The credible commitment problem of economic reforms

We have all been watching whether the DPRK will implement economic policy adjustments that strengthen material incentives to farmers, workers and enterprise managers to increase production. I have cataloged many of these stories/articles/observations here.

Today the Daily NK offers a scenario as to why the DPRK has not implemented more generous agricultural production incentives:

A Hyesan-based source explained today, “Cooperative farm cadres are saying that none of the experimental farms will be given 30% of their production this year because it has become difficult to meet the target. They are saying that the harvest is not good and they need to feed the military as a matter of priority, so first they’ll guarantee the military rice then give the rest to the farmers.”

A Shinuiju source corroborated the story, saying that the authorities “haven’t said they are going to take all the production from the farms, but nobody actually thinks they are going to get very much. People who trusted the official words are feeling quite stupid, and nobody is working very hard.”

Back in July, each province designated a number of ‘model farms’ that were to be used to test the policy. These farms were supposed to receive their initial inputs of fertilizer and machinery from the state, and then be given 30% of their production in return.

“They are saying that the state does not have enough rice right now and that there is no choice but to give it to the military, so please try to understand,” the source said. “Farm workers, many of whom had been buoyed by talk of food distribution, are really disappointed, especially since prices are sky high in the market these days.”

Anyone who has taken a game theory class will note the presence of credible commitment problems and backwards induction.

If a game consist of two players (the state, farmers) operating in an environment where credible commitment is not attainable, one could argue that an outcome where the state promises to increase agricultural incomes yet farmers work less is the predictable result. Here is why: If at the beginning of the game the state says “we will raise your incomes if you produce more” and farmers respond by producing more, in the absence of credible commitment, at the end of the game the state can simply take all the increased production and pay no more. There is nothing to force the state to actually keep its word once the increased output has already been produced (assuming policy makers with short time horizons). Of course by utilizing backwards induction farmers realize this and do not increase production despite the promise of higher incomes. In the limit case, the DPRK announces economic policy adjustments, nobody believes them, and nobody moves to increase labor supply in the official sector of the peoples’ economy.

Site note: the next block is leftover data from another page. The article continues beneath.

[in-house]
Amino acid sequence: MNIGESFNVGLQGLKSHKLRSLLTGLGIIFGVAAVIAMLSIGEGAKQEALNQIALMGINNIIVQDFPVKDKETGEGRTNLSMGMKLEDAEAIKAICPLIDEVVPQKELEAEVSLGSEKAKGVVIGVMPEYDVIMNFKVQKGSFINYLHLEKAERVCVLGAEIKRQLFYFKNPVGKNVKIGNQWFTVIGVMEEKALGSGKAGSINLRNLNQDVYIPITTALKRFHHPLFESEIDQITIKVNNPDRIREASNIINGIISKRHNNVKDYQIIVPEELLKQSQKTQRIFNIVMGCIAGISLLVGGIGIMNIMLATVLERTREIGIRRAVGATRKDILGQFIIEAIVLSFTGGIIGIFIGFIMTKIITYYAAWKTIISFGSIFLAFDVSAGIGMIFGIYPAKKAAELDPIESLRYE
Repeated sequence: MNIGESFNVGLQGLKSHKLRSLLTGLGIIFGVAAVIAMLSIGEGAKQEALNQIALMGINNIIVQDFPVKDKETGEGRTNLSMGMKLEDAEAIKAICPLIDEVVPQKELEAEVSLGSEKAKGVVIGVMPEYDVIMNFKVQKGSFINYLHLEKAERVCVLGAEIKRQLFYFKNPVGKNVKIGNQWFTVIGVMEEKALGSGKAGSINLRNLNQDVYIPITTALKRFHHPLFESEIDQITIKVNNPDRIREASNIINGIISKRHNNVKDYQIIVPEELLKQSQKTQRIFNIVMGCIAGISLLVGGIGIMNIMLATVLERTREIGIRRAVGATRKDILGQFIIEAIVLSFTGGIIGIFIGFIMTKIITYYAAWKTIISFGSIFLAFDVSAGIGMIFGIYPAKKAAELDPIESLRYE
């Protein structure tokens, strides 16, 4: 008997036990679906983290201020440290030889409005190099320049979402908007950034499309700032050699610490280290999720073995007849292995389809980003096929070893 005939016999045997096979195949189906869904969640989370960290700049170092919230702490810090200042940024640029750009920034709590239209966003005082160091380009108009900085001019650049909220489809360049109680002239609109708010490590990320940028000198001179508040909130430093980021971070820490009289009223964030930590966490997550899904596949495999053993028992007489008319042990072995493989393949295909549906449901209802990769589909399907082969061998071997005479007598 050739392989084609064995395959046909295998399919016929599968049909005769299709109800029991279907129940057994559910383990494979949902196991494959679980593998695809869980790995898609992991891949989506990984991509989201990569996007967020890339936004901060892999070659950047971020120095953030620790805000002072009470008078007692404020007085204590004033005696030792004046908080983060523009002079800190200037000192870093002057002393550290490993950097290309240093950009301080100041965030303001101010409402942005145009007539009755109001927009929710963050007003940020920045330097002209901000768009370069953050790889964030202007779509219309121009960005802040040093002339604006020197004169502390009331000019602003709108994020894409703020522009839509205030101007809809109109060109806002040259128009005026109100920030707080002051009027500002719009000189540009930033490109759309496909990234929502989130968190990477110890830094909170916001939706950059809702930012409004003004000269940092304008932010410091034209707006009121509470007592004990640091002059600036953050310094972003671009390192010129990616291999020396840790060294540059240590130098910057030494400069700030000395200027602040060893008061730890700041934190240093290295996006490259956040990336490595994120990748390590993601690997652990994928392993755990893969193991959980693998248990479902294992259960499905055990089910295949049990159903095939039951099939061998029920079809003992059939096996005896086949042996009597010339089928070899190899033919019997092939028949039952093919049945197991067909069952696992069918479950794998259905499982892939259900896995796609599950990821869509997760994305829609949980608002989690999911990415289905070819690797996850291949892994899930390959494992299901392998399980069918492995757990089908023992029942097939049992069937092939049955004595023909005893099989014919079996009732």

If the DPRK wants to offer effective policy adjustments that lead to real increases in output it must not only promise greater material incentives to workers and managers but it must do so in a believable way. Unfortunately there are no simple mechanisms to credibly bind the hands of the North Korean policy makers within the DPRK. In the absence of suitable constraints on state power (broadly defined), this means that reputation capital is even more important for achieving desired policy goals. This is why the decision to back-peddle on the 6.28 agricultural policies, if this is indeed what happened, is perhaps the most damaging move of all in terms of improving economic performance. Taking the North Korean government at its word (reputation capital), the farmers who increased effort in the fields (expecting a 30% ownership of their output in return) have instead given the state a free lunch. They will not be so inclined to increase output the next time the government comes knocking on their door offering dreams of a chicken in every pot.

If the DPRK government hopes to induce workers to increase labor supply through official channels, relying on nothing more than reputation, it is going to have to pay for failing to live up to its economic commitments in the past. In other words, it is going to have to slowly build up its reputation capital again by increasing the incomes of workers through a policy that is not likely to pay off for several years. It is only after workers again feel confident that the state will not back-peddle on the promise to let them retain 30% of their output that they will increase labor supply and output.

Read the full story here:
6.28 Agriculture Policy on the Back Foot
Daily NK
Lee Sang Yong
2012-10-12

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